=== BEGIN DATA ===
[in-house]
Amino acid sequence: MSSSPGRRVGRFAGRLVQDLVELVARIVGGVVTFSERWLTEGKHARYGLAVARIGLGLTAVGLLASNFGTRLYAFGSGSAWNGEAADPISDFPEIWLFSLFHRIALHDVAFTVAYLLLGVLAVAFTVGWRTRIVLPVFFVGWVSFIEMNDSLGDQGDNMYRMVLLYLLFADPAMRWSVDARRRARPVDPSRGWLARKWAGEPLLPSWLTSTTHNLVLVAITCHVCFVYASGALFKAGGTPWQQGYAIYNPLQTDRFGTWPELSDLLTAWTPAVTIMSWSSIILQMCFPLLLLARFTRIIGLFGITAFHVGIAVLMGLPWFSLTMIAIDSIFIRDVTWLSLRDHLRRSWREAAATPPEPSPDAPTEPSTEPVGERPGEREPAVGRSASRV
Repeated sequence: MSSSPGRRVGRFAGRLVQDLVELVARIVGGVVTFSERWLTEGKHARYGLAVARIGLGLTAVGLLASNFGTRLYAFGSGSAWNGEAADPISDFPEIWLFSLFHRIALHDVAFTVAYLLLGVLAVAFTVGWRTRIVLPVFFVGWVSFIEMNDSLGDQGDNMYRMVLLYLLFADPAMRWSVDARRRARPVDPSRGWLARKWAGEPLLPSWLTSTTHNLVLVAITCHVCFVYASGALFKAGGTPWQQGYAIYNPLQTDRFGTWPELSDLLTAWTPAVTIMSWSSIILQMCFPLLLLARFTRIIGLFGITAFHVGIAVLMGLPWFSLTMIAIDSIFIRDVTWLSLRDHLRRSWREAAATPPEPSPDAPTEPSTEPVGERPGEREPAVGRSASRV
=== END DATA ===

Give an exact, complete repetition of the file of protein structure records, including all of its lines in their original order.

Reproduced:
[in-house]
Amino acid sequence: MSSSPGRRVGRFAGRLVQDLVELVARIVGGVVTFSERWLTEGKHARYGLAVARIGLGLTAVGLLASNFGTRLYAFGSGSAWNGEAADPISDFPEIWLFSLFHRIALHDVAFTVAYLLLGVLAVAFTVGWRTRIVLPVFFVGWVSFIEMNDSLGDQGDNMYRMVLLYLLFADPAMRWSVDARRRARPVDPSRGWLARKWAGEPLLPSWLTSTTHNLVLVAITCHVCFVYASGALFKAGGTPWQQGYAIYNPLQTDRFGTWPELSDLLTAWTPAVTIMSWSSIILQMCFPLLLLARFTRIIGLFGITAFHVGIAVLMGLPWFSLTMIAIDSIFIRDVTWLSLRDHLRRSWREAAATPPEPSPDAPTEPSTEPVGERPGEREPAVGRSASRV
Repeated sequence: MSSSPGRRVGRFAGRLVQDLVELVARIVGGVVTFSERWLTEGKHARYGLAVARIGLGLTAVGLLASNFGTRLYAFGSGSAWNGEAADPISDFPEIWLFSLFHRIALHDVAFTVAYLLLGVLAVAFTVGWRTRIVLPVFFVGWVSFIEMNDSLGDQGDNMYRMVLLYLLFADPAMRWSVDARRRARPVDPSRGWLARKWAGEPLLPSWLTSTTHNLVLVAITCHVCFVYASGALFKAGGTPWQQGYAIYNPLQTDRFGTWPELSDLLTAWTPAVTIMSWSSIILQMCFPLLLLARFTRIIGLFGITAFHVGIAVLMGLPWFSLTMIAIDSIFIRDVTWLSLRDHLRRSWREAAATPPEPSPDAPTEPSTEPVGERPGEREPAVGRSASRV